St. Petersburg, FL – Business, transit and elected leadership from Tampa Bay met last week with federal officials in Washington D.C. to advocate for a premium transit project in Pinellas County that, if approved, would be the region’s first successful application for competitive capital investment transit funding.
The group touted the Central Avenue Bus Rapid Transit (BRT) project, a 22-mile roundtrip route operating in 11 miles of dedicated lanes between Downtown St. Petersburg and St. Pete Beach, as the first concrete step in the effort to build a regional transit network to ultimately connect the entire Bay Area. The Pinellas Suncoast Transit Authority (PSTA) is managing the project.
PSTA Chief Executive Officer Brad Miller, Pinellas County Commissioner Chair and PSTA board member Janet Long, Tampa Bay Area Regional Transit Authority (TBARTA) Chair James Holton, and Tampa Bay Partnership President and CEO Rick Homans spent last Wednesday and Thursday meeting with officials with the U.S. Secretary of Transportation, the Federal Transit Administration, the Office of Management and Budget and Florida’s U.S. Senators and Congressional delegation.
The group shared with federal officials that, according to a 2016 report by Jacobs Engineering, the Tampa Bay region had produced 55 transit studies in the last 30 years, with only one project— the Central Avenue BRT — proceeding to a formal application to the federal capital grants program for transit.
PSTA is asking for a federal grant to fund 49 percent of the $41.5 million project. Local governments and the State of Florida have committed the other 51 percent.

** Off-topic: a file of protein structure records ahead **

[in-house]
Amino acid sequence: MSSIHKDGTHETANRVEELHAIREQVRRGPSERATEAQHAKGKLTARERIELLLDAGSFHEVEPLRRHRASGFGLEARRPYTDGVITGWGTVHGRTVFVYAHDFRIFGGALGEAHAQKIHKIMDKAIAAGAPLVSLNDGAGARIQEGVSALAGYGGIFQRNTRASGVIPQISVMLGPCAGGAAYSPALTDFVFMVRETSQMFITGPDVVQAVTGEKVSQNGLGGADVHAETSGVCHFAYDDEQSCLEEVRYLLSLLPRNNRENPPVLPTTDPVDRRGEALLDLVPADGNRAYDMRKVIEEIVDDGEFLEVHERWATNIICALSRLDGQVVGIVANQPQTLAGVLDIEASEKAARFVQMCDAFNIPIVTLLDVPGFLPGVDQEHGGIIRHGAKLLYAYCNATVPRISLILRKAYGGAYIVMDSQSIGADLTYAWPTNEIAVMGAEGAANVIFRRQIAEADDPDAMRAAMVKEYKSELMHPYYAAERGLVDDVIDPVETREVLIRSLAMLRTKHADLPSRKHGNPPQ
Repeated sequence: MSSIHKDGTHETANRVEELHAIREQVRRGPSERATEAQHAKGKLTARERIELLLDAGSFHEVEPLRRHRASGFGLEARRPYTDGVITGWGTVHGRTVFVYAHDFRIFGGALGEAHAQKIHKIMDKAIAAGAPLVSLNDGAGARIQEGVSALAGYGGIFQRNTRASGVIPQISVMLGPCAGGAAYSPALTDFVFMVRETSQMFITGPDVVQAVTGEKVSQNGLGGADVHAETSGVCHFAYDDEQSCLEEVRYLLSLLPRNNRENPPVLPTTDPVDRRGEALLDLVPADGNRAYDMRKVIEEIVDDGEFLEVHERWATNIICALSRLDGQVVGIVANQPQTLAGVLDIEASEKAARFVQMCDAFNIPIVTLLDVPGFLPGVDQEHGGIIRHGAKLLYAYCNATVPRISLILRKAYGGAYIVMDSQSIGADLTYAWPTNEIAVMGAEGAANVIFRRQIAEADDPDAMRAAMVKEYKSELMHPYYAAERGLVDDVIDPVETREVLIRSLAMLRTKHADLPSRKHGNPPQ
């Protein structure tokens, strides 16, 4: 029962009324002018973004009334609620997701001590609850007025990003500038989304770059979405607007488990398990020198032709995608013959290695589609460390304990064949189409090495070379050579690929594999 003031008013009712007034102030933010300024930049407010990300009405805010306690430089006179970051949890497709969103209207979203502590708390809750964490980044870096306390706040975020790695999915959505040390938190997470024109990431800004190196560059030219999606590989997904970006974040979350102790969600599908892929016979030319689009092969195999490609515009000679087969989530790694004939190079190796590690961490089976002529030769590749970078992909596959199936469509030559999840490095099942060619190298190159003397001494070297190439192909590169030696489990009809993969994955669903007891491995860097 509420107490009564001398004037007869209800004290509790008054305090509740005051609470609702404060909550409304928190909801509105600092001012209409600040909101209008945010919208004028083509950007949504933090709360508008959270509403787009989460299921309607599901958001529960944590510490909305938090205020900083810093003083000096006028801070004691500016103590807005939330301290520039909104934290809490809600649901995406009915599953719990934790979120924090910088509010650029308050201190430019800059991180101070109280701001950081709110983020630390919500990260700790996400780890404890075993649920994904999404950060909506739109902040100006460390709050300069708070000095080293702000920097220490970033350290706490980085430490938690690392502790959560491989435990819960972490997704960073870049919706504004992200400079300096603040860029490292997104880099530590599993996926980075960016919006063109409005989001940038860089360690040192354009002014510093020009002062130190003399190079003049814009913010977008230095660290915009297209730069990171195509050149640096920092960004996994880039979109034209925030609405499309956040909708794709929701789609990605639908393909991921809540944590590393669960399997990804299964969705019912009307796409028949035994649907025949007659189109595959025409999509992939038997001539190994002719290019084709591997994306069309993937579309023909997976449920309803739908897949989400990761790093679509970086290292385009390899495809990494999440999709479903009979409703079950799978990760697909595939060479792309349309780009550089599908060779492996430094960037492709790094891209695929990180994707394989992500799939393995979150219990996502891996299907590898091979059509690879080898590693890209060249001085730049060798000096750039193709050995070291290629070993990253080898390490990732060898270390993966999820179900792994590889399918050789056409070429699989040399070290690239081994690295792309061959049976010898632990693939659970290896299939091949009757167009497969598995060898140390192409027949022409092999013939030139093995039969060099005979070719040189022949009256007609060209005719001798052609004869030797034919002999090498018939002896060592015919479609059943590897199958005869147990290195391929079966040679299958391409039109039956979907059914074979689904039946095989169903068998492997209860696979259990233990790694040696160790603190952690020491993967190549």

“As a CEO-driven organization that represents businesses throughout Tampa Bay, it’s critical that we support the Central Avenue BRT project, not just for its economic and job creating benefits, but because it is a symbolic first step toward a robust regional transit system,” said Homans. “It’s important for us to advocate for this project because we know it will pay dividends for the entire region in the future.”
Pinellas County Commissioner Janet Long attributes the group’s success to regional support and a coordinated effort.
“In the past, when we have made these advocacy trips, a group from Pinellas County would come up on a Monday, then a business group would come up on a Tuesday, and another county from our region would come up on a Wednesday; everyone with a different agenda,” said Commissioner Long. ‘I’m so glad that we are focused on a new way of doing business to advance transportation solutions for our entire region.”
As the newly appointed TBARTA Chairman, Holton said he and his board look forward to working with elected officials and business leaders to develop regional consensus on the path forward to address local, long-standing transportation challenges.
“Last year Governor Scott and the Florida Legislature created a more focused TBARTA as the Regional Transit Authority, and tasked it with putting together a regional transit development plan that will strategically implement a new regional transit system,” said Holton. “As a future priority project of TBARTA since 2015, the Central Avenue BRT will certainly play an important role in the plan, which we will be putting together next year.” Holton added, “I am grateful to have briefed the Federal Transit Administration, USDOT, the Office and Management and Budget, and members of Congress on the new role of TBARTA, as well as hear members of the Tampa Bay Congressional Delegation make a commitment to helping secure funding for regional transit projects that are vital to the future of our region.”
About PSTA: The Pinellas Suncoast Transit Authority is the public transit provider for Pinellas County, providing more than 14.4 million rides per year. PSTA operates nearly 40 bus and trolley routes with a fleet of 210 vehicles. More information is available at www.psta.net.